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Encinitas aims to tackle homelessness with two separate votes

ENCINITAS — City Council seems committed to try to face homelessness in the city head on with a pair of votes at its Oct. 23 meeting.

The first was a vote allocating $75,000 from the city’s general fund to hire a consultant to develop a Homeless Action Plan. The second launches a one-year Homeless Outreach Pilot Program in partnership with the Community Resource Center (CRC) and dedicates a full-time sheriff’s deputy to the program.

Both votes were unanimous, 4-0, with Mayor Catherine Blakespear absent.

“Homelessness is complex, it is multi layered, with many different needs of many different people represented,” said John Van Cleef, executive director of the CRC. “Homelessness requires solutions that are multi-faceted and require long-term commitment. And our community has the social, the innovative, the logistical and the capital resources to create an asset-based solution that works for our needs and is both transferable and scalable to other communities.”

The annual “Point in Time” count, done in January in the middle of the night, has been relatively consistent over the past three years, showing that there are about 120 homeless people identified in Encinitas, 79 counted outdoors as “unsheltered” and 41 counted as “sheltered.”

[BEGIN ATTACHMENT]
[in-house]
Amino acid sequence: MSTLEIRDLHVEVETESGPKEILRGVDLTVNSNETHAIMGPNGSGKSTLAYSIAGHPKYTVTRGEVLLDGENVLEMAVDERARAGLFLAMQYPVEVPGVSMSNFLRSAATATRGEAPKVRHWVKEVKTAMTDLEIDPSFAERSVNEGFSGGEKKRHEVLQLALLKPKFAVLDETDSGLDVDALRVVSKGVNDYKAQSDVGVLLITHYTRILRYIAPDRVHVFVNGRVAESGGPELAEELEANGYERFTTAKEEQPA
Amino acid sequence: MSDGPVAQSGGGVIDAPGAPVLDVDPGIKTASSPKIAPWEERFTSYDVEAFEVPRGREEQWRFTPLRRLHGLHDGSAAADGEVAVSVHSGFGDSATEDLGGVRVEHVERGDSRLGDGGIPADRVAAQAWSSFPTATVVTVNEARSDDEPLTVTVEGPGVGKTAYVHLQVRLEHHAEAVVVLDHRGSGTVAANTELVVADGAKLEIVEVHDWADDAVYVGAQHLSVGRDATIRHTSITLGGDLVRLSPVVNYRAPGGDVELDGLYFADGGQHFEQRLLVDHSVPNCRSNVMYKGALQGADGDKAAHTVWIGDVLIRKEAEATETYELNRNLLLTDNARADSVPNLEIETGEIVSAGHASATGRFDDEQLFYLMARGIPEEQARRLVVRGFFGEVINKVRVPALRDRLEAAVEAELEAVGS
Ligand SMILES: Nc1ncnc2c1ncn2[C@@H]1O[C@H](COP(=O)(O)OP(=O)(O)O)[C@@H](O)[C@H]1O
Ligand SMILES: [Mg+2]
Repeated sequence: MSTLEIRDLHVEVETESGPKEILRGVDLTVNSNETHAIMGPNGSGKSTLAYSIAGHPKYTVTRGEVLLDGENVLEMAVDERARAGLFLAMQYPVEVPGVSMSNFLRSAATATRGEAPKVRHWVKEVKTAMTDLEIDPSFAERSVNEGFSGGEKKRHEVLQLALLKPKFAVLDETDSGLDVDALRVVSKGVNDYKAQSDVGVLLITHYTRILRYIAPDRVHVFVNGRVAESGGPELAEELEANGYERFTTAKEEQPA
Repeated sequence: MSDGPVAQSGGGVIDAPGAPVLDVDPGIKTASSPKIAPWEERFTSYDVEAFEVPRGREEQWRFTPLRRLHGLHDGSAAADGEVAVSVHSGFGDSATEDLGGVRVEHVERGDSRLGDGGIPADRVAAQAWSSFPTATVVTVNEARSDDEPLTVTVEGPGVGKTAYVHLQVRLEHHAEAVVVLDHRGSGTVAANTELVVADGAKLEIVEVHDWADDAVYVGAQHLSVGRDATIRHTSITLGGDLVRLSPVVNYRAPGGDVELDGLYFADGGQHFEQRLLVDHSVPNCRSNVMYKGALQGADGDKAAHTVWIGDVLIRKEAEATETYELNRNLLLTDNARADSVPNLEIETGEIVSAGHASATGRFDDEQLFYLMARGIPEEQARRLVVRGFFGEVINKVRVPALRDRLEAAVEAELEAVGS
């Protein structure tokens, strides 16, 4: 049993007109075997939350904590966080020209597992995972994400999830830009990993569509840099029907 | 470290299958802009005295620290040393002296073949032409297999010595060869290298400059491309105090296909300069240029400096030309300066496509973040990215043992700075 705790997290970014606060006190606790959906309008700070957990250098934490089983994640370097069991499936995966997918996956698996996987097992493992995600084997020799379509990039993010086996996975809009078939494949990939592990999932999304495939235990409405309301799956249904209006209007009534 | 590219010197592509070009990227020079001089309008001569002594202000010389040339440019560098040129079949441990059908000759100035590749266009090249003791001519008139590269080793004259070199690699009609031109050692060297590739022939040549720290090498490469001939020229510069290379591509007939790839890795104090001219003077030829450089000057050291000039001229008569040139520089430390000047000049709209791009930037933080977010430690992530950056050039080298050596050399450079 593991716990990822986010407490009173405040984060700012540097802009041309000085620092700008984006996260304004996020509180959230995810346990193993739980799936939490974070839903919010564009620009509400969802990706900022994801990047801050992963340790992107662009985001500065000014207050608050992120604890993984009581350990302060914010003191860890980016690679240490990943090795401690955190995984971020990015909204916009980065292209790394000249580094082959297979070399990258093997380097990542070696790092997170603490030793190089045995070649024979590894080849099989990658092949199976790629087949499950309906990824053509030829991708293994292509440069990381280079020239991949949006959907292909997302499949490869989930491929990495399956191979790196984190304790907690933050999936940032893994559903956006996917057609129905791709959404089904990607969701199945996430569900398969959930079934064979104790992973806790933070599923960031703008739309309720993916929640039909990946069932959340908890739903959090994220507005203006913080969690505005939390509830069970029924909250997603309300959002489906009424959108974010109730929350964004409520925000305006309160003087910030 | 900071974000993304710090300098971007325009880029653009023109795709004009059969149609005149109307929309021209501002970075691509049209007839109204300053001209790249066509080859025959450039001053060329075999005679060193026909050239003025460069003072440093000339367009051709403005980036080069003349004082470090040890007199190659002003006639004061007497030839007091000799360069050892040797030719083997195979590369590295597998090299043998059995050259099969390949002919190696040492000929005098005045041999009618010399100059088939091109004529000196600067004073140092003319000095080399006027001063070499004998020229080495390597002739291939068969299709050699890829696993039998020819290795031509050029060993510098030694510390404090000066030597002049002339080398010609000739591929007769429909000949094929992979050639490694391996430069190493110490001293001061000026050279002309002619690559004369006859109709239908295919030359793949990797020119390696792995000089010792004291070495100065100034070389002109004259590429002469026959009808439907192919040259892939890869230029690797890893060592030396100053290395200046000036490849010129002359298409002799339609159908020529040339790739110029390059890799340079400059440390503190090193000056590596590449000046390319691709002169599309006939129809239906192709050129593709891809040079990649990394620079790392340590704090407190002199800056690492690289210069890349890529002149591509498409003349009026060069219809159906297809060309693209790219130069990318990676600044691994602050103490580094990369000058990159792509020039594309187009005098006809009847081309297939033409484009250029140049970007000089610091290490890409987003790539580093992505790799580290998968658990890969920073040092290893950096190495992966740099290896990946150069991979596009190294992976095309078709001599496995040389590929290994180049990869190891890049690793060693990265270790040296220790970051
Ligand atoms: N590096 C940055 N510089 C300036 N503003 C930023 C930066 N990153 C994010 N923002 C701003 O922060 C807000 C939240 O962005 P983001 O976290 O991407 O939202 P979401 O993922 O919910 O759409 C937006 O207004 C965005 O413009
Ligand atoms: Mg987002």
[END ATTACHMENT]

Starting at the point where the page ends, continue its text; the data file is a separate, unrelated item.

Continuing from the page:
Van Cleef said that number doesn’t account for the larger “invisible” homeless population: the couch surfers, car dwellers, and office sleepers. He said the center provided service to 860 residents last year who identified as homeless.

“That’s 740 more people than identified during the point in time count who do not have a permanent home they can afford,” he said, adding that the population included people 65 years or older, veterans, the disabled, and those displaced as a result of leaving and surviving domestic violence.

Furthermore, he stated, 68% reported mental health problems, 58% had physical health problems, and 21% found themselves homeless because of financial issues.

Van Cleef said Encinitas and the CRC placed 34 previously homeless people in permanent households through the Opening Doors Program, and the CRC placed an additional 42 households through private and other government funding in the same time period.

Councilman Tony Kranz recalled how in 1983, shortly after signing up for the National Guard, he spent two months in Anchorage, Alaska, without a job or a permanent place to live.

“I had a car, a 1963 Chrysler 300, so I threw everything that I owned in that car and spent a couple of months couch surfing and doing things that I didn’t ever expect to do, one of which was living in the Brother Francis Shelter in downtown Anchorage,” Kranz recounted. “It was what you might call an eye-opening experience.”

He added, “I have experienced a lot of life between then and now but that is something that I have never forgotten, and I do bring that to this issue.”

Councilman Joe Mosca said he wanted to make sure the Homeless Action Plan will bring the city some best practices, based on some successes seen in other parts of the state, and that other funding sources aside from the general fund will be identified.

“Everybody is focused on this … up and down the state, county governments are focused on this,” Mosca said. “We’re a small city but this is obviously a big issue and we’re responsible for meeting this, but we’re a small city with not as deep of pockets as other communities and so there’s a lot of other buckets out there.”

Both Mosca and Deputy Mayor Jody Hubbard said they are glad this important issue is being addressed.

“I think as a society we are better off if we always address it, so I’m thrilled we’re doing this,” Hubbard said.